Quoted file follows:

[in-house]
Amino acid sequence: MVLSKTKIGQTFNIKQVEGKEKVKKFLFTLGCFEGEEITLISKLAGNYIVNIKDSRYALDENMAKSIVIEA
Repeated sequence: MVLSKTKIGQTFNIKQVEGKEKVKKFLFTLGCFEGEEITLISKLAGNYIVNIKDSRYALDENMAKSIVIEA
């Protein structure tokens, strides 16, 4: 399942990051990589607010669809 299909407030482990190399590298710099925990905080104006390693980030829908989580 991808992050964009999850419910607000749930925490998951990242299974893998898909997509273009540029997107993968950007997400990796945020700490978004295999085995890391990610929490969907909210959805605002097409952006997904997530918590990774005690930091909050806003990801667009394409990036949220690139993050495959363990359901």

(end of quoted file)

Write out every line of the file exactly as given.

[in-house]
Amino acid sequence: MVLSKTKIGQTFNIKQVEGKEKVKKFLFTLGCFEGEEITLISKLAGNYIVNIKDSRYALDENMAKSIVIEA
Repeated sequence: MVLSKTKIGQTFNIKQVEGKEKVKKFLFTLGCFEGEEITLISKLAGNYIVNIKDSRYALDENMAKSIVIEA
């Protein structure tokens, strides 16, 4: 399942990051990589607010669809 299909407030482990190399590298710099925990905080104006390693980030829908989580 991808992050964009999850419910607000749930925490998951990242299974893998898909997509273009540029997107993968950007997400990796945020700490978004295999085995890391990610929490969907909210959805605002097409952006997904997530918590990774005690930091909050806003990801667009394409990036949220690139993050495959363990359901």